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Submitted by Scott Cleland on Thu, 2007-07-19 11:35
What's wrong with this picture?
What's wrong with this picture? Nothing!
Submitted by Scott Cleland on Fri, 2007-07-13 11:03
FCC Chairman Martin's surprising proposed open access/net neutrality regulations for the 700 MHz auction, threaten to broadly chill the broadband investment necessary to deliver broadband deployment to all Americans.
Chairman Martin has now emphatically embraced the core economic principle of former FCC Chairman Reed Hundt's Frontline Proposal (and Frontline's Google gaggle of investors), which is that market forces will not and cannot promote sufficient "competition" so the government must regulate and "manage competition" (i.e. mandate prices, terms and conditions -- either directly or indirectly) to ensure consumer welfare.
Submitted by Scott Cleland on Mon, 2007-07-02 12:58
A core purpose of NetCompetition.org is to promote a debate of Net neutrality regulation on the merits. SaveTheInternet.com had a recent blog post "Painting over broadband failures with pretty pictures" that prompted me to comment on their blog -- which I have included below:
"If SaveTheInternet followers are truly "open" to diverse points of view that may be different from theirs, I recommend that you consider the mounting evidence that the US is in fact not falling behind but is actually a unique success in promoting facilities-based broadband competition in the world. Please see this link for the four best alternative views on this question:
Submitted by Scott Cleland on Fri, 2007-06-29 14:54
Given the ongoing reporting of claims by net neutrality proponents that US broadband deployment is falling behind our international competitors (like the USA Today article in this link suggests), it is helpful to pull together some of the best analyses I have seen that debunk these claims by the OECD/CWA.
For those who care to more substantively review the facts, evidence and merits of this very important public policy question, I highly recommend reading the following four sources linked in this blog, which all effectively and differently debunk the claim the US is falling behind on broadband:
Submitted by Scott Cleland on Wed, 2007-06-27 16:23
I strongly recommend the FTC staff report on "Broadband Connectivity Competition Policy" to anyone wanting an objective, well-reasoned, fair, and comprehensive review of the facts and evidence of the net neutrality regulation debate.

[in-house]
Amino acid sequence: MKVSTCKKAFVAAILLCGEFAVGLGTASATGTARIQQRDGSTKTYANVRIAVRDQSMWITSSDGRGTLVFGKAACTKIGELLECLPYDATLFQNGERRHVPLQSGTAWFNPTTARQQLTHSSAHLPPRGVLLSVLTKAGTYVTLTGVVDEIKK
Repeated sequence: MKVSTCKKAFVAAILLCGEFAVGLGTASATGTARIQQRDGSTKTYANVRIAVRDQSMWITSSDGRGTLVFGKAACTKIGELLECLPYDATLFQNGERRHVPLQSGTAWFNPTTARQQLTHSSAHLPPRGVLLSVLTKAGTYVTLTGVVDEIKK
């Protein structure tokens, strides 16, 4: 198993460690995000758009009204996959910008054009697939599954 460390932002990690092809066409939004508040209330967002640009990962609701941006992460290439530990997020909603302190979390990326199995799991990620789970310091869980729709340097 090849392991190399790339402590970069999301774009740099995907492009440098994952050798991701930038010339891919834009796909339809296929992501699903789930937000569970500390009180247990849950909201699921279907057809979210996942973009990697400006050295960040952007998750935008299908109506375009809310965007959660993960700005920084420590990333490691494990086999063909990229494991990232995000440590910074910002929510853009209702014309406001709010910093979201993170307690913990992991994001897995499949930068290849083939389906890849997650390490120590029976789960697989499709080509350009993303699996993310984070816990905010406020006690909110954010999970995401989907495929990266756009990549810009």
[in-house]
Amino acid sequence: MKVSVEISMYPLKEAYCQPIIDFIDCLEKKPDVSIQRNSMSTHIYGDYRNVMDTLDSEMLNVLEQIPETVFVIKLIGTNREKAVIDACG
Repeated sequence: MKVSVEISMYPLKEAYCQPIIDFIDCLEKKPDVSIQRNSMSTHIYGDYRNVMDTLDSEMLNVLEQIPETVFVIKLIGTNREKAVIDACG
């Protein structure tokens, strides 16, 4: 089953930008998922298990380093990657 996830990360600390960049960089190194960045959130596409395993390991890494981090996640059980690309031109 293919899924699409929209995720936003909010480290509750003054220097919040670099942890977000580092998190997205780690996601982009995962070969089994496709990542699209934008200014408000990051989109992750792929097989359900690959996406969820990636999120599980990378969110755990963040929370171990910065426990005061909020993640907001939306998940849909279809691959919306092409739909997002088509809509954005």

I believe the most important sentence in the whole 170 page staff report, which covered an enormous and comprehensive public record on the subject, was on page 11 and again on page 160:
The FTC report can be further well summarized by the following four sentences found on pages 10, 11, 155 and 11 respectively:
In closing, I was very impressed with the FTC staff's knowledge, sophistication, and fair representation of both sides' views.
Submitted by Scott Cleland on Mon, 2007-06-25 11:49
Learning that potential Republican Presidential candidate Fred Thompson loves blogging and understands the medium's growing and significant political influence, I encourage the emerging Thompson campaign to do a little homework on the Net neutrality issue so they are not blindsided and hoodwinked by this liberal Moveon.org issue masquerading in conservative "Internet freedom" rhetoric like fellow Republican candidate Mike Huckabee was a few weeks ago.
Submitted by Scott Cleland on Fri, 2007-06-15 09:43
You gotta love how the free market works when left alone by the Government!
Just as Frontline and others are demanding that the government has to intervene in the 700 MHz auction to "create" a third broadband pipe, the free market finds another way to solve these market problems without the Government.
One of the most significant developments in the spectrum world today was not the hot air at the Senate Commerce Committee hearing, but what happened in the free market -- DirecTV and Echostar signing agreements with Clearwire to sell their WiMax broadband service.
Submitted by Scott Cleland on Thu, 2007-06-14 11:11
The cover story in the Wall Street Journal today "A fight over what you can do with your cellphone; Handset makers push free features for which carriers pay for" was obviously perfectly-timed and placed by open access/net neutrality proponents trying to influence the Senate Commerce Committee hearing today on the FCC's 700 MHz auction.
What the article ignores is the broader and essential context of this issue and debate.
Submitted by Scott Cleland on Tue, 2007-06-12 17:53
Public interest groups supportive of net neutrality like Common Cause and The Maine Civil Liberties Union are trying to "spin" the press that the non-binding net neutrality resolution passed by the Maine Senate is somehow an important first for a state.
This episode in Maine really is emblematic of the whole net neutrality movement.
Submitted by Scott Cleland on Mon, 2007-06-11 10:55
Google, in making a high-profile complaint to the Justice Department and State Attorney Generals, about Microsoft's latest operating system Vista, appears to be naively unaware of its own antitrust vulnerabilities in its pending Google-DoubleClick antitrust review at the FTC.
It has always been unwise for those in "glass houses to throw stones."